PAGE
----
An inexpensive solar power design has been launched in Australia by a physicist who says it could provide a low-cost solar source and make signing up for energy accounts as straightforward as taking out a mobile phone plan.
Professor Paul Dastoor of the University of Newcastle has created organic solar panels that can be printed using conventional printers and electronic inks in sub-millimetre thick plastic sheets. He said the panels can be produced for less than US$10 per square metre and installed in a day.
The panels are reportedly similar in texture to a potato chip packet.
Dastoor used his organic printed solar cells to power screens and displays at a recent exhibition in Melbourne.
First unveiled in May last year, the panels are now being tested in a six-month pilot at a pallet repair business in Australia.
The 200-square-metre installation uses cheap and easy-to-install materials. The design could make signing up for renewable energy accounts a simple online transaction, Dastoor claimed.
“This is the first commercial uptake of printed solar in Australia, most likely the world,” Dastoor told the media. “It’s a historic step in the evolution of this technology and another example of private enterprise and community leading the charge in the adoption of renewables.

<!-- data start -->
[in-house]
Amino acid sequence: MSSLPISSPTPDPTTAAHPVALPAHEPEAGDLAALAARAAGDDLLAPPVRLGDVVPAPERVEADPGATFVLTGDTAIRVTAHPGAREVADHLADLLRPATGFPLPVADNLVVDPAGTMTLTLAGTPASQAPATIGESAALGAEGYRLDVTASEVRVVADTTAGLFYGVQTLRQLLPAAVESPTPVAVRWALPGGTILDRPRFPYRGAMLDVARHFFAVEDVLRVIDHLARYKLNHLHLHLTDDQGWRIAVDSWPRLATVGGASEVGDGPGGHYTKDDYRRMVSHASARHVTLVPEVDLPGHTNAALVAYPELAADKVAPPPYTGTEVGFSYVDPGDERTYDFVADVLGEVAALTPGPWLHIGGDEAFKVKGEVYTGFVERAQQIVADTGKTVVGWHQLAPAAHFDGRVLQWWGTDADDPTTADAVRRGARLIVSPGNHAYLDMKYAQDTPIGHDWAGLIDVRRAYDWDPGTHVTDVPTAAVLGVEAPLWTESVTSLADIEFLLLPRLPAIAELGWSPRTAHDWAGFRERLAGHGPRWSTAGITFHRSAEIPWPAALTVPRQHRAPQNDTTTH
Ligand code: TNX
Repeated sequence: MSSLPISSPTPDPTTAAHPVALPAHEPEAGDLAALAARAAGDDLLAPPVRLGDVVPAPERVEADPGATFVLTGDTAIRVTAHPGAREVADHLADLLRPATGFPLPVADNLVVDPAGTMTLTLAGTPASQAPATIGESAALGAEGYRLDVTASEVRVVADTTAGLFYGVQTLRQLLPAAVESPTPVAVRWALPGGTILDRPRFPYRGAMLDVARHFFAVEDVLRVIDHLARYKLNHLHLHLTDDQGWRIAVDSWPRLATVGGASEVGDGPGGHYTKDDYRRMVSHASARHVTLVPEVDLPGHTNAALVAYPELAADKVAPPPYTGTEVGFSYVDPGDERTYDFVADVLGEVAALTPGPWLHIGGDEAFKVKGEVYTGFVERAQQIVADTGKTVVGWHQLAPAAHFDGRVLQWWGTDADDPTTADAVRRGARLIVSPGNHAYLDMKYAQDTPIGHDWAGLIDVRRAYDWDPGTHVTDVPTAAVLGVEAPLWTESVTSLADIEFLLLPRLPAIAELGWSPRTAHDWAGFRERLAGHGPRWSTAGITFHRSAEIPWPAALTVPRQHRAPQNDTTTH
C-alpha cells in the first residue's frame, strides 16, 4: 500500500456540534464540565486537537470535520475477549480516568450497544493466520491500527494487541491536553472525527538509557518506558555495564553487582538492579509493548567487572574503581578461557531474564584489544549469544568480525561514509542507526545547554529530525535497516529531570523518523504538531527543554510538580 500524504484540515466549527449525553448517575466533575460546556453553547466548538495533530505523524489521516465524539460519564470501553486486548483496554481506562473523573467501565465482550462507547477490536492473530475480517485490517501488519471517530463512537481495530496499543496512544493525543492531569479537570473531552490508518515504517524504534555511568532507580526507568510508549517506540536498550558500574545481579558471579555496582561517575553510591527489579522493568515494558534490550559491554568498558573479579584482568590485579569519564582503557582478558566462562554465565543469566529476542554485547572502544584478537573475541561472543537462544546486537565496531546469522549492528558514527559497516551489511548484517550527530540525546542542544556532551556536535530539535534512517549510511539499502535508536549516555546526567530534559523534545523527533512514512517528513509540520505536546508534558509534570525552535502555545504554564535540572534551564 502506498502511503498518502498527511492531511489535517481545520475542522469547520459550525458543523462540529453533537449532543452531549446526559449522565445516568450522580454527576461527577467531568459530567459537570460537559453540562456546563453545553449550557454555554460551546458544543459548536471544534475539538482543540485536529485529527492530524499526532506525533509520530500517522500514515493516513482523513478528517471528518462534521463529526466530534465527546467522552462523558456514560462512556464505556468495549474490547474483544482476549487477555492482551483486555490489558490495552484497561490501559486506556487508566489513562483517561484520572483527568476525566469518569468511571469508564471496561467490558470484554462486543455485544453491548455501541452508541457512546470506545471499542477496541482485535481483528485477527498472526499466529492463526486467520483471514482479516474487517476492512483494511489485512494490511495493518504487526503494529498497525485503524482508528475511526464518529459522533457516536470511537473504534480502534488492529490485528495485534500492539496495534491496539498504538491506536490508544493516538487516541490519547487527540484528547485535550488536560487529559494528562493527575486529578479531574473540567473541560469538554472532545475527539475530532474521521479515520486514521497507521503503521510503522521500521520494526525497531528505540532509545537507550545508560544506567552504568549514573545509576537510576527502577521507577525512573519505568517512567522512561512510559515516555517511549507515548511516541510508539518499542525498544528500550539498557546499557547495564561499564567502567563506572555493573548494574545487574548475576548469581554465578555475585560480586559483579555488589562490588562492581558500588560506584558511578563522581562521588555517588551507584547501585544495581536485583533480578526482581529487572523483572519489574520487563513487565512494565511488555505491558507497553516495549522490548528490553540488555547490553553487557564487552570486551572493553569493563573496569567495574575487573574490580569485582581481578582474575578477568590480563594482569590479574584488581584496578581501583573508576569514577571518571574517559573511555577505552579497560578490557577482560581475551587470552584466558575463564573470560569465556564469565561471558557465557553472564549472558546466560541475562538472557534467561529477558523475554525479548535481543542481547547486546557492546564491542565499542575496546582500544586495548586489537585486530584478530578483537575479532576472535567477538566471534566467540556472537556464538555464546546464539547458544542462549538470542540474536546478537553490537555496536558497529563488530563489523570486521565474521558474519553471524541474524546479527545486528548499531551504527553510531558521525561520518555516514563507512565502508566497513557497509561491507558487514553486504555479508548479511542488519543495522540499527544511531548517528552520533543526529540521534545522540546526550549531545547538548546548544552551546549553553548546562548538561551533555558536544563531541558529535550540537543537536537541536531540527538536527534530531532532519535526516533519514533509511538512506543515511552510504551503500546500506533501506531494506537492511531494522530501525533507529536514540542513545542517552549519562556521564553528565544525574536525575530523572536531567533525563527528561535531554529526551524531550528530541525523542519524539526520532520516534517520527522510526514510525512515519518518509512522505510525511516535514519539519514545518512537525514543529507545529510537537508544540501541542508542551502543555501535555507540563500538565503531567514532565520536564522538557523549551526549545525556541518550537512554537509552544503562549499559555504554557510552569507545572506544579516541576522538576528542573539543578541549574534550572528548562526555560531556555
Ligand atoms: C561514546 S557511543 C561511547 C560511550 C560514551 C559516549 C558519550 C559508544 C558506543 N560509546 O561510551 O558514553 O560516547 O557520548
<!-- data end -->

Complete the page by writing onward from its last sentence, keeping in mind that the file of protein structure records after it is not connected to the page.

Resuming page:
“Our printed solar cells are now considered to be at the ‘top of the technology readiness tree’,” Dastoor, who has been working on the technology for more than a decade, said. “Those working in technology development use a Nasa-developed technology readiness level or ‘TRL’ system to determine how evolved our solutions are, with one being the lowest and nine the highest. We are now rated TRL eight and essentially considered ‘green lit’.”
The printed solar technology is not as efficient as silicon-based panels and degrades much faster but Dastoor said its low production and installation costs would make it competitive.
“The point of this technology is that if you look at it in terms of raw efficiency numbers, it’s much lower than typical silicon cells, it doesn’t last as long but actually those aren’t the important numbers,” he said.
“The question is how much does the energy cost? These materials are so cheap to make, manufacture and install that when you calculate the total cost of energy when manufacturing at scale, it’s going to give you a competitive product.”
Paul Dastoor with a printed panel. Picture credit: YouTube